Q. Will it be cramped in the room?

A. Well…maybe – how much stuff are you bringing? The rooms were all evaluated to ensure that the furnishings would fit in the available space, but if you are planning on bringing a big screen TV, puffy chair, and futon, you might find the space a bit limiting. Storage space is limited to the shared closet and under the beds, so we recommend bringing only what you need. If UNH isn’t far from home, bring what you need for one season at a time (you won’t need your snow boots in August). Get in touch with your roommates before move in to talk about who is bringing a TV, fridge, etc, to avoid duplicates.
The furniture can be moved, so you can customize your space. There is no additional storage space in the halls and all furniture must remain in the room. Below are some creative ways students have maximized the floor space:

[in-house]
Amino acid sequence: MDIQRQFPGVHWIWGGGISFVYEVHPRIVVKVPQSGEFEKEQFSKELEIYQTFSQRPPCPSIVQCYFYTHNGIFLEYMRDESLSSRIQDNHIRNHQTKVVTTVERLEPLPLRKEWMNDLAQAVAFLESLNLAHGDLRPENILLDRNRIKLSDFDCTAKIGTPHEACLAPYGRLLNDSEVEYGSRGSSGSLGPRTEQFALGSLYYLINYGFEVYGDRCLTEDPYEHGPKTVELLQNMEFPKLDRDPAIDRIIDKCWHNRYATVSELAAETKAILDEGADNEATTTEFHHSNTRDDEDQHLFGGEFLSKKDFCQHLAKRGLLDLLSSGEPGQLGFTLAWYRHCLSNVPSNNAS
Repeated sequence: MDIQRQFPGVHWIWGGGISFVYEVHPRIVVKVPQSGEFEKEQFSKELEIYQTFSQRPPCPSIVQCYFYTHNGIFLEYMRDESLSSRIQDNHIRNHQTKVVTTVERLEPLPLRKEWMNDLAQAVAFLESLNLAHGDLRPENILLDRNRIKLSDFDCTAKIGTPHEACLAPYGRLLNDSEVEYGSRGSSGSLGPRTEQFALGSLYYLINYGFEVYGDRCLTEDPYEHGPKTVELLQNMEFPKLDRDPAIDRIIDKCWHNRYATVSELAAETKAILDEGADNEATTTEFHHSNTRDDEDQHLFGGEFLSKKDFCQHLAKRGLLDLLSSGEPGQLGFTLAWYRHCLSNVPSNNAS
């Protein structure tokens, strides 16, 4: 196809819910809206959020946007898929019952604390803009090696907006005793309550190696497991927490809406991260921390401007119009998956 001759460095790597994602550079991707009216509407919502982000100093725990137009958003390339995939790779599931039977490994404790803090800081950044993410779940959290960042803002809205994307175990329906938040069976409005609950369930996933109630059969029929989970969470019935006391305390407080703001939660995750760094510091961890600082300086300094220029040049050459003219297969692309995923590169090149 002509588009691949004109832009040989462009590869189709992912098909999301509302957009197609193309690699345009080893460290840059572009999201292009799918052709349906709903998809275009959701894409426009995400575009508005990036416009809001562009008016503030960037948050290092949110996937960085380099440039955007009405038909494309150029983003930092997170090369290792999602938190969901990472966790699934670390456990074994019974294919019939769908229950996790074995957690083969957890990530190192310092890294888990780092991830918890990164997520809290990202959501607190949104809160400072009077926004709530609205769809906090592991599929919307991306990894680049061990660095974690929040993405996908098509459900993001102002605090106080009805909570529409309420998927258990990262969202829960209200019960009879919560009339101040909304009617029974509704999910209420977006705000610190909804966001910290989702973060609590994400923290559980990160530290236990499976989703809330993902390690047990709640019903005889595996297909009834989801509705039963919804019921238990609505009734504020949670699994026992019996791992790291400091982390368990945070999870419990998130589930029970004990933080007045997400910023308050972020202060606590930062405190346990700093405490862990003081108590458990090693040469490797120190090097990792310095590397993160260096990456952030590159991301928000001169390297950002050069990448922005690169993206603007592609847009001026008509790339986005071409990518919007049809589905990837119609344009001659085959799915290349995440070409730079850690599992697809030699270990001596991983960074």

• Bunk the beds. Decide before coming who will get which bed to eliminate the “first come, first serve” rush.
• If you decide not to bunk the beds, bed risers are another way to gain extra storage. Some refrigerators or dressers will then fit underneath.
• Bring storage drawers or boxes that fit under your bed
• Use shelving units or stacking bins to use vertical space
• Make an ‘L’ formation with two beds or dressers or desks
• Make use of all flat surfaces (tops of desks, dressers, refrigerators, etc.)
• Move dresser or shelves into your closet
• Hang a shoe or sweater organizer in the closet to fit more items

Q. Does it cost extra to live in a lounge?